Israel's Prime Minister, Benjamin Netanyahu, appealed early today to the Palestinian leadership to continue direct negotiations for a peace deal despite his refusal to prevent the resumption of Jewish settlement construction in the West Bank.
The midnight deadline set for an end to the partial freeze on settlement building passed amid last ditch international attempts to broker a compromise between Israel and a Palestinian leadership demanding that the ten month moratorium be prolonged.
In a clear message to settlers and the Israeli political hard right, Mr Netanyahu had earlier called on "the residents in Judea and Samaria [the West Bank] and the political parties to show restraint and responsibility today and in the future" as it had during the moratorium.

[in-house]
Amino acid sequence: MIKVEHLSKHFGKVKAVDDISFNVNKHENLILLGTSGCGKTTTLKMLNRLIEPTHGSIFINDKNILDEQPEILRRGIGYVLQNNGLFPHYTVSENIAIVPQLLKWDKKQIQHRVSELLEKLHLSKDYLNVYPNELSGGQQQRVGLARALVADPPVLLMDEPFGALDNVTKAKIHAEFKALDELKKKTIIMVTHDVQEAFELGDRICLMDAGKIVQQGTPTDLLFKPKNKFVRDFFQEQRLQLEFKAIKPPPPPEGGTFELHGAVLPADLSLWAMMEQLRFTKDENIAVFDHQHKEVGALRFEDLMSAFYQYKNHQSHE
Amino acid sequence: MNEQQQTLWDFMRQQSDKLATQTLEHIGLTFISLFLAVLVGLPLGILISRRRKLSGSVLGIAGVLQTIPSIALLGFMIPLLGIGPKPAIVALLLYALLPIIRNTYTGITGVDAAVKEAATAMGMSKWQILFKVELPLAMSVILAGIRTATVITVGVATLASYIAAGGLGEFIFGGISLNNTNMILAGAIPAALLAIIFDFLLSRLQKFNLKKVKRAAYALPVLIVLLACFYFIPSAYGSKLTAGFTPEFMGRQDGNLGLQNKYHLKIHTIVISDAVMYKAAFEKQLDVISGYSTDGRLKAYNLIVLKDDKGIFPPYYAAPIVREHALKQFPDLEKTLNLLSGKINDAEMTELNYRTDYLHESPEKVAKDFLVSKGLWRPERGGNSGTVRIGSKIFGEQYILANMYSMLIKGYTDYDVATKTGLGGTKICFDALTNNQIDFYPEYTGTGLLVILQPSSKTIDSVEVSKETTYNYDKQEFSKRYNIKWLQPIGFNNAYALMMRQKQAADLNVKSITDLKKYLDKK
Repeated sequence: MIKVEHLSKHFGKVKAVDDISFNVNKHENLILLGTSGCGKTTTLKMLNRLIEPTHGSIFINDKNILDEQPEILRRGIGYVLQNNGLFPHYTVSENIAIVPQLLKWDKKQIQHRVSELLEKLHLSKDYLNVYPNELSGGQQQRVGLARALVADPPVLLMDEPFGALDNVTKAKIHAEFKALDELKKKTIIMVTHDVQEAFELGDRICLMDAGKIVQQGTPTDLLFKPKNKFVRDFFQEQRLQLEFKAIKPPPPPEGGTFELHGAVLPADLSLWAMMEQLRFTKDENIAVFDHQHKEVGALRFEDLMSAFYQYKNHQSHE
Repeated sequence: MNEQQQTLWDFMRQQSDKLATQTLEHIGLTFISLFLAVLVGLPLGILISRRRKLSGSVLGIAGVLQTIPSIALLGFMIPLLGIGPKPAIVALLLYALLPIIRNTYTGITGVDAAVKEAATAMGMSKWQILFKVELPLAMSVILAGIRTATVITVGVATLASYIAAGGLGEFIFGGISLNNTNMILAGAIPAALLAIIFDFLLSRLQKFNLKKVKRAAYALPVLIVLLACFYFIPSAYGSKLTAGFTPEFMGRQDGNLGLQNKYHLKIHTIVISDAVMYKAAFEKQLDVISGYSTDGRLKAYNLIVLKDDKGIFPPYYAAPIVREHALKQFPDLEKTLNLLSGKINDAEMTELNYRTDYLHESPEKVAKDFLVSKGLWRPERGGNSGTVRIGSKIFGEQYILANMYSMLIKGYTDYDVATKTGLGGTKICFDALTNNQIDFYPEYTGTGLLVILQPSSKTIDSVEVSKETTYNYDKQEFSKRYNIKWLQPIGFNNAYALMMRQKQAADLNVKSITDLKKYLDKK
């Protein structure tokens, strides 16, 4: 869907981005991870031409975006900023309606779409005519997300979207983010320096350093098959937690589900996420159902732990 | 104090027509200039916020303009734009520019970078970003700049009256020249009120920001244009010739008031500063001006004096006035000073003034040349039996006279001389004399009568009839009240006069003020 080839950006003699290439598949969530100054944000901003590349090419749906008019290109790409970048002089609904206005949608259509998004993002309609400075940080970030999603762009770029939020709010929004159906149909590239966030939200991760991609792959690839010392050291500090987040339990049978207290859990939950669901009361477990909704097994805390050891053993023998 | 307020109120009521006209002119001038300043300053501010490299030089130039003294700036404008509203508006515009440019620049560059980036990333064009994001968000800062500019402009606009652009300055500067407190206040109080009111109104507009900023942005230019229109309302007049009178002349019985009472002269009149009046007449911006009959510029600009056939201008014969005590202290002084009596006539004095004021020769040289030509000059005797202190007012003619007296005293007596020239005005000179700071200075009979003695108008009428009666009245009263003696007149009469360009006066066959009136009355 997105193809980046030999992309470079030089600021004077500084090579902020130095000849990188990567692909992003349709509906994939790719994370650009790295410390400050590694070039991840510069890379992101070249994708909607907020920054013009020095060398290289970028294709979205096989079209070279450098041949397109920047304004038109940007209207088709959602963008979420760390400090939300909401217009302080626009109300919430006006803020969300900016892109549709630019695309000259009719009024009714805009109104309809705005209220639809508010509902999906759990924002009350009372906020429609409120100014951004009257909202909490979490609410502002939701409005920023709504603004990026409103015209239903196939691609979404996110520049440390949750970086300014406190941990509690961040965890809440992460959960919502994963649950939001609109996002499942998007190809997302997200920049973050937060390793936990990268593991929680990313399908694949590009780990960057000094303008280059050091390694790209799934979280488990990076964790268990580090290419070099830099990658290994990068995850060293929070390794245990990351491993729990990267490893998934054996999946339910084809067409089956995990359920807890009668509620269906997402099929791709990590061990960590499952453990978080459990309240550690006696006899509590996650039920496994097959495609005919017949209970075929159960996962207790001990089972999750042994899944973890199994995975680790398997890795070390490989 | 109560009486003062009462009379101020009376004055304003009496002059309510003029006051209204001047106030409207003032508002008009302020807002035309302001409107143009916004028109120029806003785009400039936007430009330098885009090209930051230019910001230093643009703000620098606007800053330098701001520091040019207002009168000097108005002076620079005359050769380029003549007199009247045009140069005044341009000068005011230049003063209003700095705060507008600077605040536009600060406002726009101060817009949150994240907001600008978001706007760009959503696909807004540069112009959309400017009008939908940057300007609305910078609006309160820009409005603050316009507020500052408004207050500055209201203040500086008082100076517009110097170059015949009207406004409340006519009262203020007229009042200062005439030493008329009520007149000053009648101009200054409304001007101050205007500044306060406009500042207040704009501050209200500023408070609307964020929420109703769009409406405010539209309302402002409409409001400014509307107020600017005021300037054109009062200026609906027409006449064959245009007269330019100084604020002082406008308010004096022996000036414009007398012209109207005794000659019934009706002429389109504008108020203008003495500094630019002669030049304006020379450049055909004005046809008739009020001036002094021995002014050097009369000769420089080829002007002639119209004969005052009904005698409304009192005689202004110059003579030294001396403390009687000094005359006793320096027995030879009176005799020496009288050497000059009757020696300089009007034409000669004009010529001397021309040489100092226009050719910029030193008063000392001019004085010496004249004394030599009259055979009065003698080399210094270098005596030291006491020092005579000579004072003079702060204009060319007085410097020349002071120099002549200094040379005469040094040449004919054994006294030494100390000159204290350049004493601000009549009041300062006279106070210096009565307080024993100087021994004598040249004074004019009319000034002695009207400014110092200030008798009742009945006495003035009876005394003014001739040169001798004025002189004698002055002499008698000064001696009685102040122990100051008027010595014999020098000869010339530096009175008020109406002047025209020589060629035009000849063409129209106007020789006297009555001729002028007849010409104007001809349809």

That statement from the Prime Minister's Office was apparently designed to avert triumphalist celebrations by settlers of the end of the freeze that might further endanger the talks – and possibly to prepare the ground for limited and undeclared restrictions on settlement building in the months ahead.
As the deadline passed last night without Mr Netanyhau accepting Washington's urgings to extend the moratorium, the Israeli Prime Minister promised "continued contacts" over the coming days to salvage "expedited, honest" talks between the two sides.
Mahmoud Abbas, the Palestinian President, who had originally threatened to pull out of the talks if the moratorium was not extended, was expected to stay his hand pending consultations with his Fatah faction, the Palestinian Liberation Organisation executive, and the Arab League, over the next week on how to respond to the end of the settlement freeze. The leftist Popular Front for the Liberation of Palestine suspended its membership in the PLO yesterday to signify its disapproval of negotiations without a freeze.